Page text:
What makes these pieces a solid investment? “Prices are rising year after year,” says Aldric Speer, Artcurial’s Scandinavian design consultant. “Over the past five years or so this kind of piece has become very trendy. But when I started collecting 20 years ago you could go to flea markets across Scandinavia and pick up amazing bits of mid-century furniture for next to nothing.” With pieces including Alvar Aalto’s 1937 birch serving trolley and Paavo Tynell’s Snowflake chandelier, the forthcoming sale has a particular focus on Finnish works – Speer’s favourite of the Nordic countries. “Swedish design is about heritage, Danish is about craftsmanship. But for the Finns, design is more rooted in nature,” says Speer. It’s a quality that Speer believes gives the country’s creations an inimitable, almost meditative aspect. To the Nordic design aficionados among us: pick up your paddle and get bidding.


About time

Swiss watch-maker Jaeger-LeCoultre pays homage to its 187-year history in a new exhibition, The Sound Maker, which launched in Chengdu this month (writes Nina Milhaud). Showcasing rare watch models, documents and artefacts alongside specially commissioned artistic pieces, the exhibition also explores the enchanting noises that watches make. A “sound sculpture” by Swiss contemporary artist Zimoun is the highlight of the show, a striking composition making use of almost 2,000 watch parts.

The installation produces an immersive flickering soundscape that was inspired by the noises of the Vallée de Joux, Jaeger-LeCoultre’s home in the Jura Mountains. “I was hooked by the sound [of ticking], like the soft sound of rain,” says Catherine Rénier, chief executive officer of Jaeger-LeCoultre. “As you get closer, the movement of the metal is mesmerising. Every angle gives a different feeling and invites you to stop, enjoy and listen.” Presented at the Guangdong Hall in Chengdu until Sunday, The Sound Maker will later travel to Paris and be showcased throughout March.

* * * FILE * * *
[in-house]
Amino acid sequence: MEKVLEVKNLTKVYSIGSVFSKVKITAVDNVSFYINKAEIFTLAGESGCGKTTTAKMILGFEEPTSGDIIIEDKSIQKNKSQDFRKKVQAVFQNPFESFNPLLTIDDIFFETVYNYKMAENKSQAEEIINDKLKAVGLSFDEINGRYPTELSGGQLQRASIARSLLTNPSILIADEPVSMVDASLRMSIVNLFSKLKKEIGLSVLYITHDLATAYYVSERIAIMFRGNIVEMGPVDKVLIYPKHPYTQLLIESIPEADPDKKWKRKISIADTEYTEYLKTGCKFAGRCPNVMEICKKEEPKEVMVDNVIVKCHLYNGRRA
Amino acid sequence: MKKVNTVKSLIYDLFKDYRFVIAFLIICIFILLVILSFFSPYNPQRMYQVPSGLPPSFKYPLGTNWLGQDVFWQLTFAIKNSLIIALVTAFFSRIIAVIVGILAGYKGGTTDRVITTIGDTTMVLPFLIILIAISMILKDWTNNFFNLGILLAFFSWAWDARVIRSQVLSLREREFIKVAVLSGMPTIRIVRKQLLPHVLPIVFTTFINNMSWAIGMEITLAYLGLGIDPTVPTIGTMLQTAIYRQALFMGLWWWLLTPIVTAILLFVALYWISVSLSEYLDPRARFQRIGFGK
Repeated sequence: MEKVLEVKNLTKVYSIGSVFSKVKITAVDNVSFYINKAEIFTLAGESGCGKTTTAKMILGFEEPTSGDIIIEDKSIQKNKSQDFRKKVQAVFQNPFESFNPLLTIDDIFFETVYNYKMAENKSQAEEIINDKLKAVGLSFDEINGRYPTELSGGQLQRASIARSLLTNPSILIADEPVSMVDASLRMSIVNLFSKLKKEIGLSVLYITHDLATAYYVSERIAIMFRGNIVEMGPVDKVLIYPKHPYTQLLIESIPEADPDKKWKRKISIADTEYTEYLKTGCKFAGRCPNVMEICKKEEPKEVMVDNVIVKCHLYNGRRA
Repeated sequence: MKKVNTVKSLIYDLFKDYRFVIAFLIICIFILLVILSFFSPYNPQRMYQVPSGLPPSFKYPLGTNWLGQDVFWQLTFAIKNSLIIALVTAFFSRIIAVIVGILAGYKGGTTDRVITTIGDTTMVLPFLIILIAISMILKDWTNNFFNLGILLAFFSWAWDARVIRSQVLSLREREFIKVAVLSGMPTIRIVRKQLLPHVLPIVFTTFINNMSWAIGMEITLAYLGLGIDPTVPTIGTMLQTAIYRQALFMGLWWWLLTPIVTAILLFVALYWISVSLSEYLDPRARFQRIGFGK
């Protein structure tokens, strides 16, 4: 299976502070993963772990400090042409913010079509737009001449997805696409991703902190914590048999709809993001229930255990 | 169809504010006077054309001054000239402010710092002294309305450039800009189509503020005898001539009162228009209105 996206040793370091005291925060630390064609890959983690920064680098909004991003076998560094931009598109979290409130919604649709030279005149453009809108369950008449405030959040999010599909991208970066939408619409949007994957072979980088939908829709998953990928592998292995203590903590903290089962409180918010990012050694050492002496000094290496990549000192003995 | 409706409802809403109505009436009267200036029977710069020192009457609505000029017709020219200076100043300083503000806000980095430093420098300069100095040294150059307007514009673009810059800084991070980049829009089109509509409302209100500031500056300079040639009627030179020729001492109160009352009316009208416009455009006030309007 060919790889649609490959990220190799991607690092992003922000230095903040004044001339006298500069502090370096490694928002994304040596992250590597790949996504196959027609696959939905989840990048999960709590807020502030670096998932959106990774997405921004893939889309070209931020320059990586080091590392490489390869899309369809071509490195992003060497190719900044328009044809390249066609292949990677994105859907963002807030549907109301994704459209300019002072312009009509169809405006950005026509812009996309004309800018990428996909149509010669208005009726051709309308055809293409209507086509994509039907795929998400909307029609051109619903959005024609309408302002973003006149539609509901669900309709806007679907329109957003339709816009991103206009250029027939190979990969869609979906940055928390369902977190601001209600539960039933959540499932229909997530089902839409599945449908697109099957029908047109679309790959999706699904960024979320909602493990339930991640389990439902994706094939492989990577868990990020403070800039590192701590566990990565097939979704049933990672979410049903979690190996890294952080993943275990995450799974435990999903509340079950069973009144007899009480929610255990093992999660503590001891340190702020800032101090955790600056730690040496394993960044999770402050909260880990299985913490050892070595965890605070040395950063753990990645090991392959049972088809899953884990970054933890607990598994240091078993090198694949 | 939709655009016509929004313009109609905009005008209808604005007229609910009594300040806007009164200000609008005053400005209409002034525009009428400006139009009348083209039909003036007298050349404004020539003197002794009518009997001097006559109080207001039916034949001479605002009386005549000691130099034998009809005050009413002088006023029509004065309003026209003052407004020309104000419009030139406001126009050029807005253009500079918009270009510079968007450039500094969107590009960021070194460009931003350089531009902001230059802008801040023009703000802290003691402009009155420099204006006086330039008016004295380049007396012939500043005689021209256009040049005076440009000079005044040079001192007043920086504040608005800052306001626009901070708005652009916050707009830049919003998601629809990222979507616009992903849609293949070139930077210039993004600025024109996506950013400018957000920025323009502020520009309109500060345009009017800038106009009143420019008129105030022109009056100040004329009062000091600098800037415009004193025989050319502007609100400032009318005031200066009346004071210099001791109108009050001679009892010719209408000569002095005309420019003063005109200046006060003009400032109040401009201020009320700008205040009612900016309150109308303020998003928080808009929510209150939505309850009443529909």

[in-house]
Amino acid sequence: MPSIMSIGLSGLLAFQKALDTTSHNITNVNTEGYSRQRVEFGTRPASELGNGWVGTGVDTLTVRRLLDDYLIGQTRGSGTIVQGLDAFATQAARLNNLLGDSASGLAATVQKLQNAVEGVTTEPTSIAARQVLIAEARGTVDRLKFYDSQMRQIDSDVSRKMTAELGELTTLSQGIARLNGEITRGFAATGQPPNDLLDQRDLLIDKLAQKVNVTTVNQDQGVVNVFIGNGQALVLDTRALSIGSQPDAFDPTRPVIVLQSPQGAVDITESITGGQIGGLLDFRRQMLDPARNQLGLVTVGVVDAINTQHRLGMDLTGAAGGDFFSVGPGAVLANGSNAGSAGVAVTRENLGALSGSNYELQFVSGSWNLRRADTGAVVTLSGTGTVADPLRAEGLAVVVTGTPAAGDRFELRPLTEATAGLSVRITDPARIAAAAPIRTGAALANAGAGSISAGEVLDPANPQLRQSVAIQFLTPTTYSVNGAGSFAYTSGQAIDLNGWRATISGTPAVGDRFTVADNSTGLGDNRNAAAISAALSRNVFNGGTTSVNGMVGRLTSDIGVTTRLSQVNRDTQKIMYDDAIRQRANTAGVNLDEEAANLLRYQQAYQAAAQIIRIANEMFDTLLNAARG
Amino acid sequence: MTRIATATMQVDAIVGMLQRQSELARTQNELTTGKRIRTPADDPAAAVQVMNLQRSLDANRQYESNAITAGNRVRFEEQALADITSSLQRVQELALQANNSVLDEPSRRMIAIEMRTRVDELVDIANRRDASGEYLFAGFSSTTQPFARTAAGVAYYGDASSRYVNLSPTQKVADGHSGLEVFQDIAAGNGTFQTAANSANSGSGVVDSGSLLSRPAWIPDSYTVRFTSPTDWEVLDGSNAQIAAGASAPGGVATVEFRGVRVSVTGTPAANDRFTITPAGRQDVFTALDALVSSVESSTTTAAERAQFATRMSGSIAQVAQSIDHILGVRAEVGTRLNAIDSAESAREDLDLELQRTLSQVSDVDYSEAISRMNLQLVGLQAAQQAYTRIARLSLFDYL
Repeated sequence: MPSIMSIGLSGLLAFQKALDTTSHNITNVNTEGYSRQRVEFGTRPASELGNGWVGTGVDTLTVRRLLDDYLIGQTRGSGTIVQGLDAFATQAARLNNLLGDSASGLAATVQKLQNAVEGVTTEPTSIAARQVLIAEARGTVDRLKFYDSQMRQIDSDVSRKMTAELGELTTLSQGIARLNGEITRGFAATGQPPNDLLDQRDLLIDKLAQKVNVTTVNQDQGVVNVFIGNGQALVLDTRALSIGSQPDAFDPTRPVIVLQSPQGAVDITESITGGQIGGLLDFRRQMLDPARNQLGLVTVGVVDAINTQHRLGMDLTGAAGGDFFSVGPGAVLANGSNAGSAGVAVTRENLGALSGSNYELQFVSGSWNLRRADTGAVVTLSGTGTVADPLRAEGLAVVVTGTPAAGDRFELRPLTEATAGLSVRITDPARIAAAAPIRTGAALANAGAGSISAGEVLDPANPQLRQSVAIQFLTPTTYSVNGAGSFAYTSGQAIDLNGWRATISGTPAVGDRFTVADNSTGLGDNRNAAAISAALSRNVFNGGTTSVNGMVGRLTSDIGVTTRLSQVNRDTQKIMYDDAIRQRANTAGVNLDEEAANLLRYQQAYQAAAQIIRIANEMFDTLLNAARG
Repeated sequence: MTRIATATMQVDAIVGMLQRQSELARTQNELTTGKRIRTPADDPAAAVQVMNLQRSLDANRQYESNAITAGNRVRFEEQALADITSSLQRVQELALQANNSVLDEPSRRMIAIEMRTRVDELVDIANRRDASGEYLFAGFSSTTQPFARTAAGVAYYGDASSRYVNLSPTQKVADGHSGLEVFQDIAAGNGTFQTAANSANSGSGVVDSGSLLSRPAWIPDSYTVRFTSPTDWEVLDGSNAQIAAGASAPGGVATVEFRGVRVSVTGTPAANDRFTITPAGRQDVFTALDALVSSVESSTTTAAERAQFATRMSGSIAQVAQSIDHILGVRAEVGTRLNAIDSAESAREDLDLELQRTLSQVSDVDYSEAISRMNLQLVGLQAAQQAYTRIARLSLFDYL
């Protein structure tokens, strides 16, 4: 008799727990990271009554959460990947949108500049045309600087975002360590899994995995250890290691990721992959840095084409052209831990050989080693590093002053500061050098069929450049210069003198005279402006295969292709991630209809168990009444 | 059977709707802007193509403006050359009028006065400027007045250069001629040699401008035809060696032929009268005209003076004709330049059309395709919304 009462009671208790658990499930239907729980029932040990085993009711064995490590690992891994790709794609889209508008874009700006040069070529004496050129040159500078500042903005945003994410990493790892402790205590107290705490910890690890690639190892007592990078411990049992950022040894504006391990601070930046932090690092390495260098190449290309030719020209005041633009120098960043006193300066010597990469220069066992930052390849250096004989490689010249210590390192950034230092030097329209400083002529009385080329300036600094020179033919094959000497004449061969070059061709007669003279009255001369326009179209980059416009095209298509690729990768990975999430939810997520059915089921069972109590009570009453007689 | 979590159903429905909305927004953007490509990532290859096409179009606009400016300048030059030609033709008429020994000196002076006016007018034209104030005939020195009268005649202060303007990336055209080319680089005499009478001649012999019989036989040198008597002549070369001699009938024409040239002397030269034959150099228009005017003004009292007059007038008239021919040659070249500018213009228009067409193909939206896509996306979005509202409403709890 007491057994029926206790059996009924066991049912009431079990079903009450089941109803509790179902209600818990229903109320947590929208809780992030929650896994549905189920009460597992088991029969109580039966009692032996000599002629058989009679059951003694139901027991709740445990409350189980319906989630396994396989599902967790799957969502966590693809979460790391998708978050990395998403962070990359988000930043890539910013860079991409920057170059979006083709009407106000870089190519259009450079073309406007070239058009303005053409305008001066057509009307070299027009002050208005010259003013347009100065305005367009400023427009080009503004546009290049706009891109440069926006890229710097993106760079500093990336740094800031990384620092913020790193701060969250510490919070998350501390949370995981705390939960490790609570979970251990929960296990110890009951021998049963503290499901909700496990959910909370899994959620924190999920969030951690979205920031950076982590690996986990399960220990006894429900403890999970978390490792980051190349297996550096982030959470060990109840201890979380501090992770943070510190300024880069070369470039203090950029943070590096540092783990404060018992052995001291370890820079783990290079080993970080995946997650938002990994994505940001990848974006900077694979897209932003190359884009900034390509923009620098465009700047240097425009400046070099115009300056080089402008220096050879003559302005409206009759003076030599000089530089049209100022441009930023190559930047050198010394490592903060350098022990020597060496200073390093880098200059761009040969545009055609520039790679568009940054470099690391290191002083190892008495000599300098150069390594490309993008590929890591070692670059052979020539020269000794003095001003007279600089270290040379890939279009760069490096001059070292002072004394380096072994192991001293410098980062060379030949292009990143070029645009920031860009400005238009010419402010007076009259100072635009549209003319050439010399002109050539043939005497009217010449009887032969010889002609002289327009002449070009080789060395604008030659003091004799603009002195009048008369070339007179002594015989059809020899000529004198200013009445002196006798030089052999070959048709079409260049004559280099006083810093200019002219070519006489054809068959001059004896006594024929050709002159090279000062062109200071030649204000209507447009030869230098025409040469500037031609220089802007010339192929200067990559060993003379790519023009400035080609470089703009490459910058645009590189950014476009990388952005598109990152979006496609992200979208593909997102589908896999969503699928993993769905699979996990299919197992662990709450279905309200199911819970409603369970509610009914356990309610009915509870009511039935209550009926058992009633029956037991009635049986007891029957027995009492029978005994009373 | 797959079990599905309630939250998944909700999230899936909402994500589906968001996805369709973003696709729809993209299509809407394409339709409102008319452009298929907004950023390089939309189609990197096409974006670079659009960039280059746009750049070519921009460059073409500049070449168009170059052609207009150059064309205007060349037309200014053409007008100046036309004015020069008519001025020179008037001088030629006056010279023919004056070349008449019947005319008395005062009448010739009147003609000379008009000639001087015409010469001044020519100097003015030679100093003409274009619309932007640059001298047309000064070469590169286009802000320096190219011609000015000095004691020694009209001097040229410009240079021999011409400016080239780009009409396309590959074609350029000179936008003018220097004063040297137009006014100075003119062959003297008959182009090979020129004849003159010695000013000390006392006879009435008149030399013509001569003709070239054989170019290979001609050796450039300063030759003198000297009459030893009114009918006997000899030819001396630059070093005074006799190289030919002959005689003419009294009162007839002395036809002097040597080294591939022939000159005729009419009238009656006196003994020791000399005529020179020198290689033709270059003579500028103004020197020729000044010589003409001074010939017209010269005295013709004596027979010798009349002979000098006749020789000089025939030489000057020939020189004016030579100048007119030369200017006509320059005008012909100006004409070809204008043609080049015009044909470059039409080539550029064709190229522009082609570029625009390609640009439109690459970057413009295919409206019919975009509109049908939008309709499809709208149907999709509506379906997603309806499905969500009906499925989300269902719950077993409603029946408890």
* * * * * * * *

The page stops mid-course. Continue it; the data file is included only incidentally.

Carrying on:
Should I mediate between squabbling friends?

Nobody envies the middleman in a dispute. Mr Etiquette recalls a recent disagreement between his dear friends Miss Bawdy and Mr Sanctimonious – suffice it to say that a joke, though admittedly uncouth, was taken very much the wrong way.

Mr Etiquette is an obliging fellow and, as such, set out to pacify by explaining the various pros and cons of each argument to either side. And indeed he made some headway. Miss Bawdy nodded along at suggestions to consider time and place more carefully when mentioning certain, ahem, unsavoury acts; and Mr Sanctimonious eventually acquiesced to the simple notion of levity. In theory at least. However, in practice the two sparked up another row at the next opportunity, by turns even ruder and more supercilious than the last. And so Mr Etiquette was faced with a decision to either continue in his attempts to mollify or give it up. Sadly, the latter won out.

Although it’s always commendable to seek resolution, in some cases personalities are simply destined to clash. Attempting to smooth over the squabbles of others might only add fuel to the fire and tire you out in the process. Instead, take a leaf out of Mr Tiddly’s book. Lounging supine on the sofa, furry stomach upturned, is sometimes more effective than lifting a finger at all.